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2016-17 Cleveland Cavaliers player review: J.R. Smith

An injury led to an inconsistent season for Smith.

NBA: Playoffs-Cleveland Cavaliers at Toronto Raptors John E. Sokolowski-USA TODAY Sports

Coming off what was arguably his best season, J.R. Smith entered the 2016-17 season with high expectations and an established role on the championship Cavaliers. In his first year-and-a-half in Cleveland, Smith proved to be a reliable three-point shooting option and a somewhat surprisingly dogged perimeter defender for the Cavs. After nine fairly volatile years in the NBA, Smith had finally stabilized his career by demonstrating that he could be a consistent contributor on a title team.

None of that changed this season. Smith kept his nose clean and still held onto his three-point assassin role, but he toiled for most of the season. He came into the season without a rhythm because he missed most of the preseason while he was holding out for a new contract. Making things even more difficult for Smith and the Cavs, Smith fractured his right thumb in late December. The fracture required surgery that caused him to miss three months of the season.

Prior to the injury, Smith averaged 8.6 points per game on 33.7 percent shooting from the field and 36.2 percent from deep. After he returned from injury, Smith struggled to find his rhythm, posting numbers that were almost identical to his pre-injury statistics. Needless to say, the regular season was a bit of a wash for the Cavs’ starting shooting guard. However, given the Cavaliers’ mentality in regards to the regular season, it did not matter all that much. The only thing that mattered was that he would be ready to go come playoff time, which he was.

For the second straight postseason, Smith relished the responsibility of guarding the best opposing wing player. He did so against Cleveland’s first round opponents in Indiana when he guarded Paul George. Sure, George lit the Cavaliers up like a Christmas tree (28 points per game, 8.8 rebounds per game and 7.3 assists per game), but he was playing so well that it had little to do with Smith’s defense and much more to do with George’s immense talent.

In the next series, however, Smith was exceptional defensively, as he made Raptors guard DeMar DeRozan remarkably uncomfortable. Excluding his 37-point outburst in Game Three, DeRozan’s best shooting game against the Cavs and Smith’s stingy defense was when he went just 8-18 in Game 4.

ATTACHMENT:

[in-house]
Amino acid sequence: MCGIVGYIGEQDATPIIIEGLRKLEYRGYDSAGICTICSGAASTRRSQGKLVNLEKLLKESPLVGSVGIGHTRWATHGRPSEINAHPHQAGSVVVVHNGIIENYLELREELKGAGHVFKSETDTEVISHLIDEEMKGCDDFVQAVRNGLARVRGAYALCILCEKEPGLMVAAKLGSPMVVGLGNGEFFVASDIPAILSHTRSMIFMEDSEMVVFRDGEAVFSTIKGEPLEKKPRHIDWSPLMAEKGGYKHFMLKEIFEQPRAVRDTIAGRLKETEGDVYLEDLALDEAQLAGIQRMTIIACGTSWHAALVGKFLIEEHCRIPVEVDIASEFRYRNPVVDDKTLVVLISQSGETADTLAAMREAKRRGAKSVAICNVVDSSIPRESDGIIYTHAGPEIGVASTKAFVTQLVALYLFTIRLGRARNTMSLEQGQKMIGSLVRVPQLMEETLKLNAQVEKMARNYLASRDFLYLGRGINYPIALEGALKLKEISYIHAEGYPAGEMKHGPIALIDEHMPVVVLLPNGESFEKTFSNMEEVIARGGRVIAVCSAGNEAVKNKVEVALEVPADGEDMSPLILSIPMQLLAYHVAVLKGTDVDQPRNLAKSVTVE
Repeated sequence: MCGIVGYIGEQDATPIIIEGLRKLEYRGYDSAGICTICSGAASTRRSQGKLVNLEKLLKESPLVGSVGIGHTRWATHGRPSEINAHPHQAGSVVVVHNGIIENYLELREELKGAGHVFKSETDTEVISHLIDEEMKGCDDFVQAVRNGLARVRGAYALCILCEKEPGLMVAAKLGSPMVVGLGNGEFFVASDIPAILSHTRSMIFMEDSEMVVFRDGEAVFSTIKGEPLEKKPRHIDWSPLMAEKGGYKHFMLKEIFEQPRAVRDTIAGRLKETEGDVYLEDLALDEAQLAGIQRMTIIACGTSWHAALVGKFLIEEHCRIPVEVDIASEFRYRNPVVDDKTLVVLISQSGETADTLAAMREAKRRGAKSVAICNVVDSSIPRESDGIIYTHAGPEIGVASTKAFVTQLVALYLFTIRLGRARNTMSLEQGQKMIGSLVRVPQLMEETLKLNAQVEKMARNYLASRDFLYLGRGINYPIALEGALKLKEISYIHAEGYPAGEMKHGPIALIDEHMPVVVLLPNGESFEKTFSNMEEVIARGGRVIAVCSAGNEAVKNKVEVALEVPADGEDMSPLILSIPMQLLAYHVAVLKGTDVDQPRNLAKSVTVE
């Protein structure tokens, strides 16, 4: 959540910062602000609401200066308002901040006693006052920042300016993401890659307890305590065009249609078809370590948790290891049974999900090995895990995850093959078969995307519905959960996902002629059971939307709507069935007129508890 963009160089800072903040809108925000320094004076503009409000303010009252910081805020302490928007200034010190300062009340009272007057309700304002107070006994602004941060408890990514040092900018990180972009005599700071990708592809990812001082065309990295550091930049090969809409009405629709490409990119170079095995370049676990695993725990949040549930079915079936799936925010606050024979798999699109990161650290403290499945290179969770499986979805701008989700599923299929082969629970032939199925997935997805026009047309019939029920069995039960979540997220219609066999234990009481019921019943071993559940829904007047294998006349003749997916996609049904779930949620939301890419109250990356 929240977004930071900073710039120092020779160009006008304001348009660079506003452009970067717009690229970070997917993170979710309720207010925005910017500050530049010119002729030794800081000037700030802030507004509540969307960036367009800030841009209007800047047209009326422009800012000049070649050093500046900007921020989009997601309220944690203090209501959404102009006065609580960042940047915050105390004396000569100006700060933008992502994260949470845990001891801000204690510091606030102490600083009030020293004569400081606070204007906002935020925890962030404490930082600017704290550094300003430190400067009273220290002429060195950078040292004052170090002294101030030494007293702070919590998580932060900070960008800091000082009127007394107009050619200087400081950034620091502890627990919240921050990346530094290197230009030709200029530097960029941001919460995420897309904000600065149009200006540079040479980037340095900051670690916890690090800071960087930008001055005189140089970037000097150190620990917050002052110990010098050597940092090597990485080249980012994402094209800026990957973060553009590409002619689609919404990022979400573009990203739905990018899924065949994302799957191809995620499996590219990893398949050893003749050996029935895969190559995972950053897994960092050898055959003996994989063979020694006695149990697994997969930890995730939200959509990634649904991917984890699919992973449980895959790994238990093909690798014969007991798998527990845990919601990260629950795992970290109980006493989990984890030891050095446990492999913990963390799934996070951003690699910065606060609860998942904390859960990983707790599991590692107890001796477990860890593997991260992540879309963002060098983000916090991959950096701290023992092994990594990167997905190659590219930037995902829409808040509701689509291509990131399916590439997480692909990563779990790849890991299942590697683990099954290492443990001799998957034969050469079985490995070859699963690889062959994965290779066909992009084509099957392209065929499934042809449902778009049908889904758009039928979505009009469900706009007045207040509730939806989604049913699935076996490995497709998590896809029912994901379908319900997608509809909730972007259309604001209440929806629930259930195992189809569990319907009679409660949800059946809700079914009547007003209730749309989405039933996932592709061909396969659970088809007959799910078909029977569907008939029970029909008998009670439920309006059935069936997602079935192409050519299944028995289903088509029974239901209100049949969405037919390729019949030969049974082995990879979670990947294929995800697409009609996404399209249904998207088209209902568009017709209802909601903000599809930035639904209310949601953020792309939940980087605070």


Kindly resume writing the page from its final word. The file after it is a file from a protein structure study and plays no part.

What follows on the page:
Having Smith take the on the opponent’s best scorer seemed to take a toll on him offensively, and that was not just for the first two rounds, either. In 2017, his postseason scoring was down by three points per game from the 2016 playoffs, and he took 3.5 fewer shots per game.

Smith was conspicuously absent offensively in the first two games of the Finals, totaling three total points on six shot attempts. He has always been an X factor for the Cavaliers. He is always capable of getting hot quickly and going off like he did in his 25-point, 9-11 performance in Game 5. At the same time, though, he always has the chance to shoot his team out of a game.

It is a rarity for Smith to quietly fade into the background offensively, which is why his early performances in the Finals were so odd. Granted better performances from Smith in Games 1 and 2 would not have been enough to swing the series in Cleveland’s favor, but it was clear how much better the Cavaliers are when he is aggressive.

Even with Smith’s inconsistent play on the court this season, some drama still managed to find him. Moments after the Cavaliers dropped Game 3 to go down 3-0 in the Finals, a rather intriguing tweet was sent out from Smith’s account proclaiming that Cleveland was not done yet.

Smith claimed that his twitter had been hacked and that he did not send the tweet. Less than two weeks later, another post appeared on one of Smith’s social media accounts, and it once again made waves. This time it was a Facebook post suggesting that his time in Cleveland is coming to an end sooner rather than later.

Smith denied posting this as well tweeting, “Idk what's going on with social media but this is crazy. I'm not leaving the #Cavs.”

Regardless of whether Smith posted that or himself or someone did hack his account, now is a good time to consider Smith’s future in Cleveland. Smith is signed through the 2019-20 season. Right now it’s fairly difficult to forecast any player’s future in Cleveland due to the recent front office shakeup, but it is unlikely that Smith’s role will change if he remains with the Cavaliers. He has a defined skill set, and he has excelled in the “three-and-D” role for Cleveland when healthy.

Coming off a championship season in which he was a major, positive contributor, it looked as though Smith was poised for another strong campaign, but a holdout that lasted deep into the preseason and an injury that cost him three months of the regular season prevented him from ever finding his rhythm this year. Had Smith been healthy for most of the season, it is reasonable to think that he would have repeated the success he experienced in 2015-16. That was not the case, though, and Smith was left playing catch-up for most of the season.